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June 25, 2019
 
 

About the Retirement Calculator

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The retirement calculator should be used as a tool to demonstrate the power of incremental returns in the market. If you show a monthly deficit, go back and slightly increase the rate of return (especially the pre-retirement rate) and observe the dramatic difference it can make.

This calculator should not be used solely as a financial guide for retirement as there are many other variables that will affect your results. It is designed to be an easy-to- use tool that accounts for the major variables.

How to use the calculator:

Enter a value for each of the 11 input boxes at the top portion. Most are straightforward but here are some explanations for those that may not be so obvious:

Input #4: Required retirement monthly income after taxes (today's dollars): Explanation: How much money would you need per month after-taxes if you were to retire today? Don't try to account for the value of the dollar at retirement, as that will be calculated for you. Use today's dollars.

Input #6: Current retirement money already saved/invested: How much money do you currently have saved specifically for retirement? Use all accounts such as existing IRAs, 401(k), Keogh or other tax-qualified accounts.

The calculator assumes you will make all future contributions at the end of each period (month, quarter, or year). Therefore if you have $5,000 saved today and are going to contribute $2,000 per year starting now, you should enter $7,000 as the current amount invested.

Input #7: Expected future contributions toward retirement: How much do you expect to deposit into your IRA (or other qualified accounts) per year? This assumes the deposits are made at the end of each year. If you are making them at the beginning, then you should account for that in Input #6.

Input #8: Expected annual % return on investments before retirement: What rate of return do you expect to make on your stocks, bonds, or other investments prior to retirement? Remember, the historical average for the U.S. markets is about 11%. The higher you move from this number, the less likely you are to attain it.

Input #9: Expected annual % return on investments during retirement: Will you shift to more conservative investments? If so, you need to account for it!

Input #11: Expected annual rate of inflation from now to retirement: The historical average for the U.S. is about 3% to 3 1/2%, depending on the periods chosen. Be cautious in choosing averages below 3%.

How the results are calculated:

1) Years to retirement: The difference between retirement age and current age.

2) Today's savings will be worth: The amount of today's savings multiplied by 1+expected rate of return raised to the number of years to retirement. If you have $5,000 saved and expect a 10% return over the next 20 years, it would be calculated as follows:

$5,000 * (1.10)30 = $87,247. Note: there may be some minor differences due to the way the calculator rounds.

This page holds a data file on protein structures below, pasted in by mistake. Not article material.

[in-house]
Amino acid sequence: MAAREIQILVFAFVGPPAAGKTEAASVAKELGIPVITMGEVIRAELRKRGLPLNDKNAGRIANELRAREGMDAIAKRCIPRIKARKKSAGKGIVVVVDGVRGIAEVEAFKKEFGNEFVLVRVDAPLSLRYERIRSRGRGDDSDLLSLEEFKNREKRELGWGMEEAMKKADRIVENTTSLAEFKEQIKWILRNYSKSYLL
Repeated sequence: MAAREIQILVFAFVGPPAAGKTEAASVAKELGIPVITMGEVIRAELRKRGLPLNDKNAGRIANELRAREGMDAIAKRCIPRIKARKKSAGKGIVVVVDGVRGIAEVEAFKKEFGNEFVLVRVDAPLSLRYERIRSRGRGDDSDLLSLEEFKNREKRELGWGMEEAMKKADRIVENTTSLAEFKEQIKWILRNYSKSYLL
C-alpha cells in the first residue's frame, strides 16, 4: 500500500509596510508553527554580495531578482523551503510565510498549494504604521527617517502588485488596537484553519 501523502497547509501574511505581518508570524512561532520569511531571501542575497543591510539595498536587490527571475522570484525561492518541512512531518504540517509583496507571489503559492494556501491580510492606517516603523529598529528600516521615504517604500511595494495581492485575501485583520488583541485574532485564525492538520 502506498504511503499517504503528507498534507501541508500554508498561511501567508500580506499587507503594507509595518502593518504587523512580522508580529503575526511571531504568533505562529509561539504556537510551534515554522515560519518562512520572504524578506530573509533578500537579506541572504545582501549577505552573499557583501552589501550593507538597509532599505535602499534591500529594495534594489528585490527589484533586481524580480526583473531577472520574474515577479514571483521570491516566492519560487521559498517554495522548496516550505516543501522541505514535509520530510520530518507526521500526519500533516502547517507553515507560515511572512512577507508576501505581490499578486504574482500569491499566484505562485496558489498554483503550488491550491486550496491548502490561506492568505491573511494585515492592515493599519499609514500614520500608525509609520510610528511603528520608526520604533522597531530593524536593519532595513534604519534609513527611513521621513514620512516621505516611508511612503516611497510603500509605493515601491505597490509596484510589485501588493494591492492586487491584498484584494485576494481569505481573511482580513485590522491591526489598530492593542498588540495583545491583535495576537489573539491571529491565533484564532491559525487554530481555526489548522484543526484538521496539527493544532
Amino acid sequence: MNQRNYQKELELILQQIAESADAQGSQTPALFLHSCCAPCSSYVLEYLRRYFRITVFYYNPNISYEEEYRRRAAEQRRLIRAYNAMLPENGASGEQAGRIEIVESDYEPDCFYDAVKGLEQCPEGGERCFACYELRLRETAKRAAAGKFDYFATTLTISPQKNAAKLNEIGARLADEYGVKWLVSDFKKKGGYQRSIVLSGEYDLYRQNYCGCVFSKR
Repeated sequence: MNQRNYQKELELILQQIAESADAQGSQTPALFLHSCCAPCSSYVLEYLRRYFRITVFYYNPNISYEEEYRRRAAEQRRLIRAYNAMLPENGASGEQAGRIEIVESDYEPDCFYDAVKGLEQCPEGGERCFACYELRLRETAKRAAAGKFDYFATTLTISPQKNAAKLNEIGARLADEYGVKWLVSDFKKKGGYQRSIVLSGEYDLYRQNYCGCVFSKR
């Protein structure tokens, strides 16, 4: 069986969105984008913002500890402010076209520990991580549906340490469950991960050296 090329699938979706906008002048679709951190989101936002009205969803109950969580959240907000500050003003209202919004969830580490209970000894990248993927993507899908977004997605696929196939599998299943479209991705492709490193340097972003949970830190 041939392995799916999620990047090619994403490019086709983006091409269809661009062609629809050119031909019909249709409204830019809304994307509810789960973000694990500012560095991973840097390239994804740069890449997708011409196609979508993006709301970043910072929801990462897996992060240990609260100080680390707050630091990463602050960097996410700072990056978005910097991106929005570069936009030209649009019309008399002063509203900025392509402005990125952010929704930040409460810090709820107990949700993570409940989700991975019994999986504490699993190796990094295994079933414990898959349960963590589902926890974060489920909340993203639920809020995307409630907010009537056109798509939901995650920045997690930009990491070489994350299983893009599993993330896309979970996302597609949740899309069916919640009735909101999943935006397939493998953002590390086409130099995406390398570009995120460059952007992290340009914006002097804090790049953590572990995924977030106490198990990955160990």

3) Future savings will be worth: This is the future value of an annuity deposited at the end of each year. Please see "Financial Mathematics" for a full explanation.

4) Total value will be: The sum of today's savings and future savings.

5) Total principal invested will be: The total of all dollars you invested without and growth. If you have $5,000 saved today and invest $2,000 per year for 10 years, the principal invested will be $5,000 + ($2,000 * 10) = $25,000.

Your monthly after-tax income goal:

This field takes the amount you entered in "Required retirement monthly income after taxes in today's dollars" (Input #4) and finds the future value accounting for inflation. If you need $3,000 after-tax dollars per month and plan to retire in 30 years with expected inflation of 3%, you will need:

$3,000 * (1.03)30 = $7,281 per month. In other words, this amount is necessary in 30 years if you want it to have the purchasing power of $3,000 today.

Actual monthly income:

1) Monthly pre-tax income at retirement: This is the monthly distribution you can take that exactly depletes your total retirement funds over your life expectancy after retirement, assuming those funds grow at the after-retirement rate you chose in Input #8. The calculated value is the amount that amortizes the account over the life expectancy.

2) Monthly after-tax income at retirement: This takes the value found above and multiplies it by 1 minus the tax rate you selected in Input #10. For example, if you expect a 25% tax rate and can withdraw $5,000 per month before taxes, that will leave you with $5,000 (1-.30) = $3,500 after taxes.

3) Actual monthly income: This takes the monthly after-tax income found above and adds in expected Social Security benefits.

4) Difference between goal and actual: This is simply the difference between the goal found in "Your monthly income goal" and the actual amount you can withdraw from your retirement funds.

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